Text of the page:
Kathy Saito Yuille was born in a Japanese internment camp during World War II and lived there for her first two years of life.
"My family didn't talk about it, they talked very little about it," she recalled Wednesday.
"My parents were first generation, they were young first generation. And I'm a second generation, but a lot of my friends were third generation. But regardless, the culture was such with the Japanese that they really never — and this is important, too — they really didn't speak harshly about what had happened to them. And I remember talking to my parents, and there are two words that the Japanese use a lot," Yuille said.
Those phrases translate into "it can't be helped" and "to endure and to persevere."
"Those two words encompasses the culture and the feeling of the people who were put in these camps," she said.
Yuille met with others who had stayed in internment camps at the Salt Lake City Buddhist Temple on Wednesday as a judge from California stopped in Utah with two 48-star American flags he's taking across the country for survivors to sign.
Santa Clara County Superior Court Judge Johnny Cepeda Gogo originally got involved helping another judge with outreach to Japanese internment survivors several years ago. When he became a judge himself, Gogo continued to help with outreach and education along with his colleague, whose parents were interned during the war.
"And I just thought to myself, 'How can I get more people involved in this process, in this educational event?' And that's when I thought about obtaining a 48-star flag, which represents the World War II era, which also represents the years when these prison camps were in effect," he explained.
The internment of Japanese immigrants and citizens started soon after the attack on Pearl Harbor prompted fear about national security. President Franklin Delano Roosevelt ordered the military to "evacuate all persons deemed a threat" from the West Coast to internment centers further inland. More than 110,000 people were sent to those camps despite "no charges of disloyalty against any of these citizens," according to the National Archives. Many of their homes and possessions were claimed by others, and they had no way "by which they could appeal their loss of property and personal liberty."
Gogo has sought to gather those who were interned at some of the 10 major camps — one of which was in Utah, the Topaz War Relocation Center in Millard County — and smaller camps established during the war. He's asked them to each sign a flag "as a way for them to honor their sacrifice, honor their memories and their family members' memories that also were in the camps but are no longer with us today, and also honor their courage for having to go through this really wrongful incarceration."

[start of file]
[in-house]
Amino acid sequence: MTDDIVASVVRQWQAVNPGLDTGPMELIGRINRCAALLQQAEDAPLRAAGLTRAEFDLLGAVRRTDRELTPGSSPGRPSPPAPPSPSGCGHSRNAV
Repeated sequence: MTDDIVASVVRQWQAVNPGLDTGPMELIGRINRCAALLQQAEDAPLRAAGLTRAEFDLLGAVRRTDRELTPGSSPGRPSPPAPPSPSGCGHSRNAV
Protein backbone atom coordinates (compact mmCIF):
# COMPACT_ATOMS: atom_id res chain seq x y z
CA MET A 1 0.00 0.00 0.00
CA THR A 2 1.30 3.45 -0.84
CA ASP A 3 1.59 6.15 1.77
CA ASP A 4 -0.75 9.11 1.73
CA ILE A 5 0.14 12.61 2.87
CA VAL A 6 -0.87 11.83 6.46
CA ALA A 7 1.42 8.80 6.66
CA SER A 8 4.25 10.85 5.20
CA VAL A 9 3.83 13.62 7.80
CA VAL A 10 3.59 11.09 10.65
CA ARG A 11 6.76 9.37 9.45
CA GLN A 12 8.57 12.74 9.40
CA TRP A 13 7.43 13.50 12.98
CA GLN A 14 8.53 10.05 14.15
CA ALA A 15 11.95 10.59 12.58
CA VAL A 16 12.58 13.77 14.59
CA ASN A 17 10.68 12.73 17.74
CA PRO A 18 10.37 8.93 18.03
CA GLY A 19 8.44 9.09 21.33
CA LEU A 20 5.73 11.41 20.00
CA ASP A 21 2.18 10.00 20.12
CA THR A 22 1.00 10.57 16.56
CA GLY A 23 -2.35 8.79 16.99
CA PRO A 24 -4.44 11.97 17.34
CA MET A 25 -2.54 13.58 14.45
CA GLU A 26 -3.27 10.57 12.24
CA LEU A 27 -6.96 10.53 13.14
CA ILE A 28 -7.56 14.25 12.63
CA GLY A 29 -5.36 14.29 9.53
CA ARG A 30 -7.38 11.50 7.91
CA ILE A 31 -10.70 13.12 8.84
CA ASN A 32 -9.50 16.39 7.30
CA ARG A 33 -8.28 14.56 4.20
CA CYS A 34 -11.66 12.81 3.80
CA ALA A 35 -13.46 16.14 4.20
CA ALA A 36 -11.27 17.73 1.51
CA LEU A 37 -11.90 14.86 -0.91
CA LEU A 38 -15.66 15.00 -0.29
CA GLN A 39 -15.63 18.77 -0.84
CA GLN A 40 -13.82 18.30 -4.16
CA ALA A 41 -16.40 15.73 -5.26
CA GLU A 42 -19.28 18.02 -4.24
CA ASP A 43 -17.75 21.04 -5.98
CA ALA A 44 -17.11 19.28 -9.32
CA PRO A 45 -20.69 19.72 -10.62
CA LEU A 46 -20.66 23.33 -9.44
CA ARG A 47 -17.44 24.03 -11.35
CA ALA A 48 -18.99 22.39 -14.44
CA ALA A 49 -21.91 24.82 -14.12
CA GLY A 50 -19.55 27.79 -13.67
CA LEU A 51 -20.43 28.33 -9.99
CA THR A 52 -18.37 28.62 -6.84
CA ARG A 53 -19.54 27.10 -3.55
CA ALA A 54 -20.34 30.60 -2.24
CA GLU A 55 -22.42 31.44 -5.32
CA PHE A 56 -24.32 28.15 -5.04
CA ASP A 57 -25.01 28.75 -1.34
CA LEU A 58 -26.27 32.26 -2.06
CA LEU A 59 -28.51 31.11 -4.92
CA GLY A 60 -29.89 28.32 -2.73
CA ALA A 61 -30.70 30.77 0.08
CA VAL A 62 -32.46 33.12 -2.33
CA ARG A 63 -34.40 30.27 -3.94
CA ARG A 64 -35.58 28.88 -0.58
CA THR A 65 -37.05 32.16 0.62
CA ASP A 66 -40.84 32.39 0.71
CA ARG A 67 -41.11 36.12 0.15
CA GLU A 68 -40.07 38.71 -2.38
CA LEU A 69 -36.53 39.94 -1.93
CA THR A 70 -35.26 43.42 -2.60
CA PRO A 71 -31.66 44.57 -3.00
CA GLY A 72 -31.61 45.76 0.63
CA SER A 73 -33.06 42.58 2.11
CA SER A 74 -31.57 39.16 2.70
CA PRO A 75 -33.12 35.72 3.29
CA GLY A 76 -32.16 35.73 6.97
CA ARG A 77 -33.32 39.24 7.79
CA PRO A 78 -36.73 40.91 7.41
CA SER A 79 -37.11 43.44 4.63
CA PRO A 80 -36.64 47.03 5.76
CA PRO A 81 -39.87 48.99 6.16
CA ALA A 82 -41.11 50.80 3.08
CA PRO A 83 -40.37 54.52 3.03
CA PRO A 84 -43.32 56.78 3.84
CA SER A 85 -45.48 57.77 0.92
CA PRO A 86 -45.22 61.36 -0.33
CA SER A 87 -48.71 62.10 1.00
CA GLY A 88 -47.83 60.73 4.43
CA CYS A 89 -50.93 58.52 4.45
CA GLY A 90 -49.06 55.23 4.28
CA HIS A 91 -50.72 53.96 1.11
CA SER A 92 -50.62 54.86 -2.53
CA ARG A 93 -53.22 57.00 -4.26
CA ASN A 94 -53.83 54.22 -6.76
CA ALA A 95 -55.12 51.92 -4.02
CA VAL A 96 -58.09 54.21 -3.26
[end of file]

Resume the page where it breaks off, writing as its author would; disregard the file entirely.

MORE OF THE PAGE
One flag displayed Wednesday has already been filled with signatures and will go to the San Jose Japanese American Museum. Gogo hopes to donate a second flag to the National Japanese American Museum in Los Angeles.
Retired Utah Judge Raymond S. Uno, 90, entered the Heart Mountain internment camp around age 12. His dad died about nine months after his family entered the camp due to coronary thrombosis, a blood clot in the heart.
"My dad passed away, and it was kind of an unusual circumstance. And my mother was a homekeeper, so she had really no ability, kind of, to take care of the family. But because my dad passed away, she had to do whatever she could to take care of the family," Uno recalled.
"We kind of had a hard time, because we had myself, the youngest, my sister and my brother. And she had to kind of take any kind of a job she could get, so she took a job as a cook and a housekeeper at a Methodist woman's home," he said.
Boys couldn't stay at the home, so he needed to find a place to live. He ended up working at age 15 on the railroads in the Nevada desert.
Yuille said she remembers asking her mother about the family's time in the Heart Mountain camp. Her mom would respond by explaining that "war is a terrible thing," and that terrible things were also happening to American soldiers at that time.
"So that was kind of their philosophy. That kind of helped them to endure and to persevere at a time when it was a terrible time," Yuille said.
"It was probably painful, they wanted to look forward rather than to look back. They were thinking about their children and making a life for them, so once they were out of camp, they focused on the future, because otherwise, it was painful," she said.
Many Japanese immigrants during that time lost their farms and businesses. After originally immigrating to America and learning English at night school, Yuille's dad ran a business in Oakland, California, before the internment.
"And they wanted to be citizens, but of course at that time they couldn't become citizens. And the horrible thing about this is that the people that were incarcerated, four-fifths were American citizens. They were the children of these, like my brothers, my siblings, my sister, they were born here, but they were incarcerated," Yuille said.
She described the chance to gather to sign a flag as "another time for healing."
"It's a time when I think the voices are being finally — by some but not all — being heard. There was a reparation, but there's now still prejudice; and some of the things that are happening now with Asians being attacked for no other reason, it doesn't make any sense. So this puts a focus on these people who were incarcerated were U.S. citizens, they fought for their country," Yuille said.
Shirley Ann Higuchi, Yuille's niece and chairwoman of the Heart Mountain Wyoming Foundation, said: "I think the event sort of symbolizes what happened to young Japanese-American children during World War II. I mean, many of the incarcerees were only 10, 11, 12 years old, they didn't know what was going on. So regrouping together in 2021 to share this experience allows us to remember what happened in 1942."